NIH GUIDE, Volume 22, Number 8, February 26, 1993

P.T. 34


  Animal Research Policy 

Public Health Service

Introduction:  In 1990, the Assistant Secretary for Health

established the Public Health Service (PHS) Coordinating Committee on

Animal Research to deal more effectively with the threat to

biomedical and behavioral research and testing posed by the animal

activist movement.  The following two statements, released by the

Committee in December, 1992, represent the PHS position on these

important issues:


This statement has been prepared to inform the general public about

the need for animal testing to ensure that medications, vaccines,

environmental chemicals, and a wide variety of consumer products,

including cosmetics, are safe for the public when used appropriately.

The Public Health Service (PHS) is concerned that animal activist

organizations are trying to convince the public incorrectly that

product testing in animals is outdated and no longer necessary.

Consumers may be further confused by announcements that some

companies have stopped testing their products in laboratory animals.

For example, two ways in which a company can make such a claim are by

using only ingredients that historically are known to be safe or that

have been previously tested in animals and found to be non-toxic.

When new ingredients need to meet testing and safety requirements, it

is often necessary to test them in one or more animal species.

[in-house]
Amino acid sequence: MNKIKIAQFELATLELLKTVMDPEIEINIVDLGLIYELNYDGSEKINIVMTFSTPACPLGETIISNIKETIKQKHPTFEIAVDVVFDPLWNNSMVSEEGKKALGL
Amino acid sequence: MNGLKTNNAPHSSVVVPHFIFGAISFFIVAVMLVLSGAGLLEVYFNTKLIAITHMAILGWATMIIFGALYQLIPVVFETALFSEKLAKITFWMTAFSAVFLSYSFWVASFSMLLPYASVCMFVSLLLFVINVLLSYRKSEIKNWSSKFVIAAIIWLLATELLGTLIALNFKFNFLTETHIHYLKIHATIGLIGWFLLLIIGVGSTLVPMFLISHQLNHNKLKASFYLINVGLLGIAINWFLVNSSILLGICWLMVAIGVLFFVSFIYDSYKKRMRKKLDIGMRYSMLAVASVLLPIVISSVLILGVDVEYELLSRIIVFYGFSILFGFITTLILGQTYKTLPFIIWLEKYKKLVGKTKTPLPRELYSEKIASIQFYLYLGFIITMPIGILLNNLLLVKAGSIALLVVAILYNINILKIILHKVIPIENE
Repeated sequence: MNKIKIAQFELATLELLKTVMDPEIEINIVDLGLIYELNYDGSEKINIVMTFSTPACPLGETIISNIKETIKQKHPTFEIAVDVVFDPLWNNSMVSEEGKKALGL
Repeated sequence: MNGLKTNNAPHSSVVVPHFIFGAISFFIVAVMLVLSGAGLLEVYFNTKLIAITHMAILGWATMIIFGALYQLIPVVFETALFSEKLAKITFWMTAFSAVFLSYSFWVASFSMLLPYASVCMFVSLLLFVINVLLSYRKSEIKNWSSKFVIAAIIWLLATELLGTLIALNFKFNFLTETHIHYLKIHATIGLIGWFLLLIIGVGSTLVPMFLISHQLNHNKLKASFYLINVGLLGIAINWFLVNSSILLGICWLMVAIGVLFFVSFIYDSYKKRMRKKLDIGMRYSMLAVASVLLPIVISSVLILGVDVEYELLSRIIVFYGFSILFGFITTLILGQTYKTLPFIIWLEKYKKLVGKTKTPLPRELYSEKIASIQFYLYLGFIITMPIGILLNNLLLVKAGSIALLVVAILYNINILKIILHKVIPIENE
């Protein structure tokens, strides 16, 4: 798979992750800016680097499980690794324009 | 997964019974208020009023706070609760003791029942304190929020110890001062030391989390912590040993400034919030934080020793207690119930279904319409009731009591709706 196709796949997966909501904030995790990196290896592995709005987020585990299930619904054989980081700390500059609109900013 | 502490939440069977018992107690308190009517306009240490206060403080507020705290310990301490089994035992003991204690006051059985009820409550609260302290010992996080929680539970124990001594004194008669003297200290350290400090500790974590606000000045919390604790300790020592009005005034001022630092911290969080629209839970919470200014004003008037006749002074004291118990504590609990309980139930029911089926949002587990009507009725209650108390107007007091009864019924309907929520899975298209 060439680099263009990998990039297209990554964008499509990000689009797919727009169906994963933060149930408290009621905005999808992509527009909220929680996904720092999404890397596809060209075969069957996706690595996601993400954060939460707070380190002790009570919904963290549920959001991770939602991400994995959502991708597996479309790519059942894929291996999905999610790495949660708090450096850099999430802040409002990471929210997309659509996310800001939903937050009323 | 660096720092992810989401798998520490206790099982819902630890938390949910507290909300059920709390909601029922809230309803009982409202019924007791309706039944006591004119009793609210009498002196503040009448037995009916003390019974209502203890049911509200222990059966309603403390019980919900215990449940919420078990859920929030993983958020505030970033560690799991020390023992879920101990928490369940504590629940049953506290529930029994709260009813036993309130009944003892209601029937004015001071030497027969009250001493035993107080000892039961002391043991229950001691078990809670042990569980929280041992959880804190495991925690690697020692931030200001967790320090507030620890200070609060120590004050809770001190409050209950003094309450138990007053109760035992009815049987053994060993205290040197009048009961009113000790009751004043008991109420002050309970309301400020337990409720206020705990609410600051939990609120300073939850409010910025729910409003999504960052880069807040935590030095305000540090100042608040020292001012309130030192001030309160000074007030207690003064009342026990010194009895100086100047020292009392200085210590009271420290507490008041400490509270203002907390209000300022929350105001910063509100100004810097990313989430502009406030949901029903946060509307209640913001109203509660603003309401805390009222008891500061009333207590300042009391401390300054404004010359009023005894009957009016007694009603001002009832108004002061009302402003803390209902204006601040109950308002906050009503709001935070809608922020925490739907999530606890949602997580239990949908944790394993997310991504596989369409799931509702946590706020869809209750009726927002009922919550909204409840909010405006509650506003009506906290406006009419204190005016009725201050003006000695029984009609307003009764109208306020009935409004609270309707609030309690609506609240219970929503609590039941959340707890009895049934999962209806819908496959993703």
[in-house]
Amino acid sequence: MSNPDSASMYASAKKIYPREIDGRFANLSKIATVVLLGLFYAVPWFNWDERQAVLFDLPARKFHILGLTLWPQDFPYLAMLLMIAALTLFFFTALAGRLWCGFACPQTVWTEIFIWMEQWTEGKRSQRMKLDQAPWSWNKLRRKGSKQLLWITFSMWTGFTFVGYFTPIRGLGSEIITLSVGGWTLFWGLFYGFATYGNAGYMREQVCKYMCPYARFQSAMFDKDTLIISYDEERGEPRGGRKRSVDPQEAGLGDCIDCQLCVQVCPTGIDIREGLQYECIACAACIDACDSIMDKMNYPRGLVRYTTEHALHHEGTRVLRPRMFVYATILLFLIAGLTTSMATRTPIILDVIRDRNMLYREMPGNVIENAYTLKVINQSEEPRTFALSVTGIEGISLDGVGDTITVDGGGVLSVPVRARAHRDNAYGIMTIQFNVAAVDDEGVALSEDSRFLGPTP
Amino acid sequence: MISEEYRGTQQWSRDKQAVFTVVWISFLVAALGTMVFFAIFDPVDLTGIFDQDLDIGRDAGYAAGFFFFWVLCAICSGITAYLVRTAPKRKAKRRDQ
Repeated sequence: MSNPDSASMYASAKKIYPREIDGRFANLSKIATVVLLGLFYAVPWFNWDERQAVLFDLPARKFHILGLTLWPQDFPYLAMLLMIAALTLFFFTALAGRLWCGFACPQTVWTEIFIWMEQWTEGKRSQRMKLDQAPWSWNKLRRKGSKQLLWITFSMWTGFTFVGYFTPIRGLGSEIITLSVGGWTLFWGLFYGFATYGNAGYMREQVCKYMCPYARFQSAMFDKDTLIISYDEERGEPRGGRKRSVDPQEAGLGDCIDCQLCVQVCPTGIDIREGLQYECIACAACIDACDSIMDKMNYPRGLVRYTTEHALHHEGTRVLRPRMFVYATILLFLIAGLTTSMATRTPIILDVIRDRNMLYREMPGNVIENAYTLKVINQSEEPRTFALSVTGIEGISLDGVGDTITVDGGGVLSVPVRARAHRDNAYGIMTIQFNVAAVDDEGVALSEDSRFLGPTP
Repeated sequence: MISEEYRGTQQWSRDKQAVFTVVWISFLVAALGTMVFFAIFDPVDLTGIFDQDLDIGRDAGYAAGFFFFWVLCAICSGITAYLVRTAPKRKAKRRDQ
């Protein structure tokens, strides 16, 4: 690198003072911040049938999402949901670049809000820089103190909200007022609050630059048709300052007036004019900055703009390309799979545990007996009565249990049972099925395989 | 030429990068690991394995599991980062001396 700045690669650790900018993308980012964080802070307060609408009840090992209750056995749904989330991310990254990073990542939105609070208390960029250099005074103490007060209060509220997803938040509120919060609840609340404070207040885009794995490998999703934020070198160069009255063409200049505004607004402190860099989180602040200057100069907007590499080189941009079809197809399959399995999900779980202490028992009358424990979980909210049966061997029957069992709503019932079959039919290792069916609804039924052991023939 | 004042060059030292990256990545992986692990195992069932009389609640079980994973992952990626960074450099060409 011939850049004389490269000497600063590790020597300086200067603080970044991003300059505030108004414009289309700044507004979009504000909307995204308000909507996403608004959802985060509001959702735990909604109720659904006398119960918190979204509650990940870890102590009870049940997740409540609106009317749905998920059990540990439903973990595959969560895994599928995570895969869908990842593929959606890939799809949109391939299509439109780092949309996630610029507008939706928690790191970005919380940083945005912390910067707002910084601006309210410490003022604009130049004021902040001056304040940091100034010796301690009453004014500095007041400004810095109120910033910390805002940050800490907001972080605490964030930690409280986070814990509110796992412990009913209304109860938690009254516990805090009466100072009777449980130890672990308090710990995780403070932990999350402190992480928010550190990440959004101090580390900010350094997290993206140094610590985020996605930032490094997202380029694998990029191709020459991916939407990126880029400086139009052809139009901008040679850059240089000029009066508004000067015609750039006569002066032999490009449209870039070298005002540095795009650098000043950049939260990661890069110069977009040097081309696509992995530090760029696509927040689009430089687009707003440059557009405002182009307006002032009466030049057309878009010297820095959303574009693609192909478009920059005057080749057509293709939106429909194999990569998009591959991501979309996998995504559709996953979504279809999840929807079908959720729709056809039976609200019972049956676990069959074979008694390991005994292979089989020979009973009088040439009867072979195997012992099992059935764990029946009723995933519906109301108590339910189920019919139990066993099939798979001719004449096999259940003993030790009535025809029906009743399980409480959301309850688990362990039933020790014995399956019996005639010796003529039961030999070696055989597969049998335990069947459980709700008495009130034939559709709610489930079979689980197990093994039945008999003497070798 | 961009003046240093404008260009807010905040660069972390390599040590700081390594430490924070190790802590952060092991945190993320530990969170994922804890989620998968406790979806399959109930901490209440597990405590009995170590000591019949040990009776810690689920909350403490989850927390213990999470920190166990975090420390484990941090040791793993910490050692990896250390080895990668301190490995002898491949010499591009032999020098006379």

To protect the public from unexpected or unintended effects of toxic

substances, some PHS agencies conduct and support toxicological

testing to determine the harmful effects of commonly used products.

To judge whether a product may be unhealthy, or even deadly, for

humans and animals, scientists called toxicologists must know how the

substance is absorbed, distributed, used, stored, and released by the

body.  For some products, it may be necessary to identify long-term,

cumulative health effects, such as the potential to cause cancer,

promote birth defects, affect reproduction, or harm the nervous

system.  Without laboratory animals, scientists would lose a

fundamental method for obtaining the data needed to make wise

decisions about potential health risks.

The PHS agencies support many initiatives to develop and validate

systems to reduce dependency on animal testing.  Scientists have

become skilled in culturing a wide variety of tissue and organ cells

outside the living body (in vitro) and in writing computer programs

that simulate human and animal systems.

Human and animal cell cultures are being used increasingly to screen

toxic substances before progressing to whole-animal testing. When in

vitro studies show that a substance is toxic, testing it in animals

may not be necessary.  Computer models are also being used to help

predict the properties of substances and their probable actions in

living systems.  Although computers can store and analyze enormous

amounts of data, some information must come from experimental

animals.  These non-animal research tools have reduced our dependence

on animals, but they cannot completely replace experimental animals

for the foreseeable future.

Toxicologists have the responsibility to treat laboratory animals

with great care and compassion.  Today, all projects involving animal

testing supported by funds from the PHS must comply with the

regulations of the Animal Welfare Act, as amended, and the Health

Research Extension Act.  These laws were enacted to protect research

animals.  An institution that uses laboratory animals for any purpose

must operate a sound animal care program.  The PHS fosters quality

control in animal care and has a high regard for the welfare of

laboratory animals.